The United Kingdom coronavirus variant has been detected in a cat and a dog from the same household in Brazos County, Texas A&M University researchers announced Monday. The university said it is the first reported finding of the B.1.1.7 variant in any animal worldwide.
The UK variant was confirmed in a senior black lab-mix dog and a senior domestic shorthair cat from the household where the owner was diagnosed with COVID-19 in mid-February. According to a university press release, the pets were tested on Feb. 12, only two days after their owner was diagnosed with COVID-19, as part of ongoing research funded by the Centers for Disease Control and Prevention and conducted by Texas A&M experts.
Whole genome sequencing results from the respiratory swabs collected from the animals last month were completed March 12 at a U.S. Department of Agriculture lab and showed the dog and cat had identical sequences of the B.1.1.7 variant.
In a phone interview Monday, Sarah Hamer, a veterinarian and epidemiologist in the Texas A&M College of Veterinary Medicine & Biomedical Sciences said the animals initially showed no symptoms of illness a month ago, but exhibited sneezing after their initial test. Hamer said it wasn’t clear that the sneezing was related to the virus, and that both animals are healthy now. In general, Hamer said, the virus hasn’t shown to be particularly harmful to animals.
“There’s no reason to believe that this will be a game-changer. I think it was just a matter of time, because as this UK variant is becoming more common in our community — which it is — and in the United States in general, there’s no reason that it wouldn’t cross over into animals,” Hamer said.
More than 450 animals living in the area have been tested in the Texas A&M study since June — all of which lived in a household where at least one human family member tested positive for COVID-19. The UK variant, which health experts have said appears to be more easily transmissible, was first found in the U.S. in December.
According to A&M, of the more than 60 animals confirmed with SARS-CoV-2 infection in the study to date, less than 25% were reported to have shown signs of disease around the time of the owner’s diagnosis, most commonly including sneezing, coughing, diarrhea or being less active than normal. To the research team’s knowledge, all symptomatic animals recovered without veterinary care.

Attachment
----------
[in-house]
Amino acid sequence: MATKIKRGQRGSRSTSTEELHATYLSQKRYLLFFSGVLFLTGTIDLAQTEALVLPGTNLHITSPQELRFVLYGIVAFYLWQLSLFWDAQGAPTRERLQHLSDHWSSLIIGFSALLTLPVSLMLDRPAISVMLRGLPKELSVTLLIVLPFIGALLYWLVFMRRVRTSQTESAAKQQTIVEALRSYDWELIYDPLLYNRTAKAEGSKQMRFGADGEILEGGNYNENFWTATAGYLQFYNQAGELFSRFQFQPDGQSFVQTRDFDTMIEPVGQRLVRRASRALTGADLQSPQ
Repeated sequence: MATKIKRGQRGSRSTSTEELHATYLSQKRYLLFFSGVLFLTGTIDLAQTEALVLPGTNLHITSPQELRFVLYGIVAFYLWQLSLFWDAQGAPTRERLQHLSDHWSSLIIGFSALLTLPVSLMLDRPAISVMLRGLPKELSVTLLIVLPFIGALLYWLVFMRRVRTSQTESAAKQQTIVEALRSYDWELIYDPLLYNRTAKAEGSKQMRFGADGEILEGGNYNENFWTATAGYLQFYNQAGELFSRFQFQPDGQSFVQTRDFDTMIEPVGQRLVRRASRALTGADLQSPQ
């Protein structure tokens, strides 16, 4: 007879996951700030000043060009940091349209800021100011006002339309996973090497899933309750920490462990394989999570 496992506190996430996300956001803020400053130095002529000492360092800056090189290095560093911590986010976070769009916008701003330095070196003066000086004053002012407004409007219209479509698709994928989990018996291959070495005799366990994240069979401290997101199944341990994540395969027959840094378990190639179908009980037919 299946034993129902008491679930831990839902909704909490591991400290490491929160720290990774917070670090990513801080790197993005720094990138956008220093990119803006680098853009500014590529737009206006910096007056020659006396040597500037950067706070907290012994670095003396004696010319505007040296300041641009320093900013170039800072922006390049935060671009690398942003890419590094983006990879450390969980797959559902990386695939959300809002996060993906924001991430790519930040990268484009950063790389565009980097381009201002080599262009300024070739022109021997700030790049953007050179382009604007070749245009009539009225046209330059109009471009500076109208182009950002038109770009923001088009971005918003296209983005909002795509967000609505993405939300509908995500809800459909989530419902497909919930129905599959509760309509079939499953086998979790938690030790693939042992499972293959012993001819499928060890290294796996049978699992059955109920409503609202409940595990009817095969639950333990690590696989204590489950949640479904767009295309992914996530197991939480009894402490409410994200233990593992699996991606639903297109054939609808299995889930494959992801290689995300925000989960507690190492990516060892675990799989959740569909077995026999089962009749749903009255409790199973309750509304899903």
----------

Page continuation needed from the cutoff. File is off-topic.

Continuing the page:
“We look forward to continuing our study as the level of human vaccination increases to learn if our pets — which are unvaccinated — may continue to be involved in the virus transmission cycles, including the emerging variants,” Hamer said.
The research study is a collaboration between A&M’s College of Veterinary Medicine & Biomedical Sciences, the College of Agriculture and Life Sciences and the School of Public Health, along with the Brazos County Health District and the Texas Department of State Health Services, among other entities.
“We’re trying to simultaneously study human health and animal health and environmental health all together. Here at the vet school, that’s the approach that we’re taking, to form collaborative teams to tackle all of those elements and learn more about how the virus maintains in nature,” Hamer said.
Routine animal testing for COVID-19 is not recommended, according to the Texas Animal Health Commission. “If your pet is showing symptoms, consult with your veterinarian, who can assess your pet for common illnesses before looking into possible SARS-CoV-2 infection,” a university press release reads.
Individuals who have recently tested positive in the Brazos Valley and would like to participate in the research by having their pets tested can learn more at tx.ag/BCSCovidResearch.